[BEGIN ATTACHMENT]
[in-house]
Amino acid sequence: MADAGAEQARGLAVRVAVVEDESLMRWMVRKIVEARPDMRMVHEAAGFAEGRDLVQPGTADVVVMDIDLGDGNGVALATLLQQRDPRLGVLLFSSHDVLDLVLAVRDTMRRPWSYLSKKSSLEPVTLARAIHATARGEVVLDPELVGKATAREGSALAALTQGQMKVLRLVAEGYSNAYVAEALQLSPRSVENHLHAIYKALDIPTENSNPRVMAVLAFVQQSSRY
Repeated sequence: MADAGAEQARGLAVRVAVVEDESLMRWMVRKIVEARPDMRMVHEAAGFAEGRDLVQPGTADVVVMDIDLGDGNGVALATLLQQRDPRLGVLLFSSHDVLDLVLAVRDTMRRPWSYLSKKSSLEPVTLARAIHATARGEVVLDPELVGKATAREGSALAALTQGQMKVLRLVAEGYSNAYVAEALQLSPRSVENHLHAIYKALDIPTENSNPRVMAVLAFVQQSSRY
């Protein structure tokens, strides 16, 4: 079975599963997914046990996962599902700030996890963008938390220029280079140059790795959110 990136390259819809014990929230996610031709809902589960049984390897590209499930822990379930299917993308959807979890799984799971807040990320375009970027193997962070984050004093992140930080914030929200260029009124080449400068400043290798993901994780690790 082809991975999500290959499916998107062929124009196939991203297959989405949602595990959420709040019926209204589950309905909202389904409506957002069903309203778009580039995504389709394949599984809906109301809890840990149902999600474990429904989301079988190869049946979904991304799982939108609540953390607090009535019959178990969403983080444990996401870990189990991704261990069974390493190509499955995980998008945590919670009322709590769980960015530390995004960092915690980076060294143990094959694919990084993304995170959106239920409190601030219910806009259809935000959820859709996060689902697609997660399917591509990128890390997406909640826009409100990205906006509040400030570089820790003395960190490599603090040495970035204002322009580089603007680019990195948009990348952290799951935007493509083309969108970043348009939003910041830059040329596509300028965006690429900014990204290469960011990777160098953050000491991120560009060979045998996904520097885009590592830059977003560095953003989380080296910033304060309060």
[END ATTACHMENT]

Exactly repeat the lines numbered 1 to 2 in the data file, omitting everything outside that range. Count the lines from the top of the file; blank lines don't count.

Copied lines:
[in-house]
Amino acid sequence: MADAGAEQARGLAVRVAVVEDESLMRWMVRKIVEARPDMRMVHEAAGFAEGRDLVQPGTADVVVMDIDLGDGNGVALATLLQQRDPRLGVLLFSSHDVLDLVLAVRDTMRRPWSYLSKKSSLEPVTLARAIHATARGEVVLDPELVGKATAREGSALAALTQGQMKVLRLVAEGYSNAYVAEALQLSPRSVENHLHAIYKALDIPTENSNPRVMAVLAFVQQSSRY